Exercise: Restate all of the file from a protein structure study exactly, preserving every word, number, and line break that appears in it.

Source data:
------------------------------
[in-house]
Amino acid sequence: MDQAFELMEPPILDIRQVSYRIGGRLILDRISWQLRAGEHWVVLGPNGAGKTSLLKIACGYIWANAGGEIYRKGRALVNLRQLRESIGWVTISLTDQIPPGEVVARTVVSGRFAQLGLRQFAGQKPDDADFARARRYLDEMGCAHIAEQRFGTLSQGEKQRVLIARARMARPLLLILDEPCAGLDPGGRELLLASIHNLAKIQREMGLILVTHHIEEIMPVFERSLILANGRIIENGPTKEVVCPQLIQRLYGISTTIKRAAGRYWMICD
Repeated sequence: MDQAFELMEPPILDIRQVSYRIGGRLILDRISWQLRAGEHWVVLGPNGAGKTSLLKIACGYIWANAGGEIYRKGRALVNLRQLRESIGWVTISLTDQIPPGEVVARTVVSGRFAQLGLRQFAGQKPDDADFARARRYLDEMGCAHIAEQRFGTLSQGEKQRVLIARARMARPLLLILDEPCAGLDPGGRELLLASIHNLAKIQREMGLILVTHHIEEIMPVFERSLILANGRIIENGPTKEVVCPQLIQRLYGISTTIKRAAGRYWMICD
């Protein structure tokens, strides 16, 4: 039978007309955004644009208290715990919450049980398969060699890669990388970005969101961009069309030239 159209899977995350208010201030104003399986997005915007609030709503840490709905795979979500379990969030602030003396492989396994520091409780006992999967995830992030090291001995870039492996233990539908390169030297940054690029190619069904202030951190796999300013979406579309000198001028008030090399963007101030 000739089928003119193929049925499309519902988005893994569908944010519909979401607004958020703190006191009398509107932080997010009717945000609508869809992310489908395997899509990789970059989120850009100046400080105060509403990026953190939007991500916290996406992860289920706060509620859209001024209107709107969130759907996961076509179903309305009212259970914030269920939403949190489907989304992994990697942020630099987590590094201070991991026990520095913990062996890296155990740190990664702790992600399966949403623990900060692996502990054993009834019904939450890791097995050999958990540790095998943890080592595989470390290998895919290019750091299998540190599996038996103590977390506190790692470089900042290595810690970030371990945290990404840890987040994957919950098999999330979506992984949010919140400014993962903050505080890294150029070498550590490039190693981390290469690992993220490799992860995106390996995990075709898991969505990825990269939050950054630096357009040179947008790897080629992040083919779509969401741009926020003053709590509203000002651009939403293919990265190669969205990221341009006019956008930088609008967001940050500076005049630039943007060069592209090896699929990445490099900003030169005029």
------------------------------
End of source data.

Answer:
[in-house]
Amino acid sequence: MDQAFELMEPPILDIRQVSYRIGGRLILDRISWQLRAGEHWVVLGPNGAGKTSLLKIACGYIWANAGGEIYRKGRALVNLRQLRESIGWVTISLTDQIPPGEVVARTVVSGRFAQLGLRQFAGQKPDDADFARARRYLDEMGCAHIAEQRFGTLSQGEKQRVLIARARMARPLLLILDEPCAGLDPGGRELLLASIHNLAKIQREMGLILVTHHIEEIMPVFERSLILANGRIIENGPTKEVVCPQLIQRLYGISTTIKRAAGRYWMICD
Repeated sequence: MDQAFELMEPPILDIRQVSYRIGGRLILDRISWQLRAGEHWVVLGPNGAGKTSLLKIACGYIWANAGGEIYRKGRALVNLRQLRESIGWVTISLTDQIPPGEVVARTVVSGRFAQLGLRQFAGQKPDDADFARARRYLDEMGCAHIAEQRFGTLSQGEKQRVLIARARMARPLLLILDEPCAGLDPGGRELLLASIHNLAKIQREMGLILVTHHIEEIMPVFERSLILANGRIIENGPTKEVVCPQLIQRLYGISTTIKRAAGRYWMICD
């Protein structure tokens, strides 16, 4: 039978007309955004644009208290715990919450049980398969060699890669990388970005969101961009069309030239 159209899977995350208010201030104003399986997005915007609030709503840490709905795979979500379990969030602030003396492989396994520091409780006992999967995830992030090291001995870039492996233990539908390169030297940054690029190619069904202030951190796999300013979406579309000198001028008030090399963007101030 000739089928003119193929049925499309519902988005893994569908944010519909979401607004958020703190006191009398509107932080997010009717945000609508869809992310489908395997899509990789970059989120850009100046400080105060509403990026953190939007991500916290996406992860289920706060509620859209001024209107709107969130759907996961076509179903309305009212259970914030269920939403949190489907989304992994990697942020630099987590590094201070991991026990520095913990062996890296155990740190990664702790992600399966949403623990900060692996502990054993009834019904939450890791097995050999958990540790095998943890080592595989470390290998895919290019750091299998540190599996038996103590977390506190790692470089900042290595810690970030371990945290990404840890987040994957919950098999999330979506992984949010919140400014993962903050505080890294150029070498550590490039190693981390290469690992993220490799992860995106390996995990075709898991969505990825990269939050950054630096357009040179947008790897080629992040083919779509969401741009926020003053709590509203000002651009939403293919990265190669969205990221341009006019956008930088609008967001940050500076005049630039943007060069592209090896699929990445490099900003030169005029």